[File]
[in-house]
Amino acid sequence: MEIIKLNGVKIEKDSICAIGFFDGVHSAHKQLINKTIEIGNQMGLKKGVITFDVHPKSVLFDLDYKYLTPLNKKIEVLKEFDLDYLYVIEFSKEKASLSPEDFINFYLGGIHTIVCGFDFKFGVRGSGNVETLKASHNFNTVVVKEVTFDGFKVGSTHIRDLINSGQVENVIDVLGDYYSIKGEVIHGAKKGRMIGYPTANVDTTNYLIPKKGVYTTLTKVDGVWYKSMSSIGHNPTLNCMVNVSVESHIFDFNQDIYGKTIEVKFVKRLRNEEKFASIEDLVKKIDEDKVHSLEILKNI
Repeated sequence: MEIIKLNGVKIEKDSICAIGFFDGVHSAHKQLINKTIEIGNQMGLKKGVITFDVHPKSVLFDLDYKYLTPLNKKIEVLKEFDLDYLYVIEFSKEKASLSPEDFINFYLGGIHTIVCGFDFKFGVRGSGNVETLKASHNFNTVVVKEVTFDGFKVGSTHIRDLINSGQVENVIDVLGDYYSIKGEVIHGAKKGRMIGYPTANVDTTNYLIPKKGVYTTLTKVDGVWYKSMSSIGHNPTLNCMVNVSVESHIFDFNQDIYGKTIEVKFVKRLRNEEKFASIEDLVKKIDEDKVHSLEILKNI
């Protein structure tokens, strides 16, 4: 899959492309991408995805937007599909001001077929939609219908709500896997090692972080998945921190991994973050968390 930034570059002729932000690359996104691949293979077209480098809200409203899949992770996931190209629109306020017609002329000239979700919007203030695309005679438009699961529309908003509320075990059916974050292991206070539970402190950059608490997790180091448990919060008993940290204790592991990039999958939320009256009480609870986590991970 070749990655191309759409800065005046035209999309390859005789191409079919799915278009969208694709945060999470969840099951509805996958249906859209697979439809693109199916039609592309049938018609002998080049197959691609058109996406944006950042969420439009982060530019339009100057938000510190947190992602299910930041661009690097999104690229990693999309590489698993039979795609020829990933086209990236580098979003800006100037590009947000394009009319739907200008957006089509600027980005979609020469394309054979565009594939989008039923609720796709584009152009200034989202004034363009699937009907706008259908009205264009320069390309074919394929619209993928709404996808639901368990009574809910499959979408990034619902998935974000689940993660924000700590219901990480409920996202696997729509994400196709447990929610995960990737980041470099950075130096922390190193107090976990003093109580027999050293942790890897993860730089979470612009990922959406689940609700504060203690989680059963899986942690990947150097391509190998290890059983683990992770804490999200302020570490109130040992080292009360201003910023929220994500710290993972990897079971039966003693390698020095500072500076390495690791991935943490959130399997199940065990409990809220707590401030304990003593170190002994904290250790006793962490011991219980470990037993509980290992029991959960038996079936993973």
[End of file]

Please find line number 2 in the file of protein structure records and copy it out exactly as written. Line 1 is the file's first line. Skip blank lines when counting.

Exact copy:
Amino acid sequence: MEIIKLNGVKIEKDSICAIGFFDGVHSAHKQLINKTIEIGNQMGLKKGVITFDVHPKSVLFDLDYKYLTPLNKKIEVLKEFDLDYLYVIEFSKEKASLSPEDFINFYLGGIHTIVCGFDFKFGVRGSGNVETLKASHNFNTVVVKEVTFDGFKVGSTHIRDLINSGQVENVIDVLGDYYSIKGEVIHGAKKGRMIGYPTANVDTTNYLIPKKGVYTTLTKVDGVWYKSMSSIGHNPTLNCMVNVSVESHIFDFNQDIYGKTIEVKFVKRLRNEEKFASIEDLVKKIDEDKVHSLEILKNI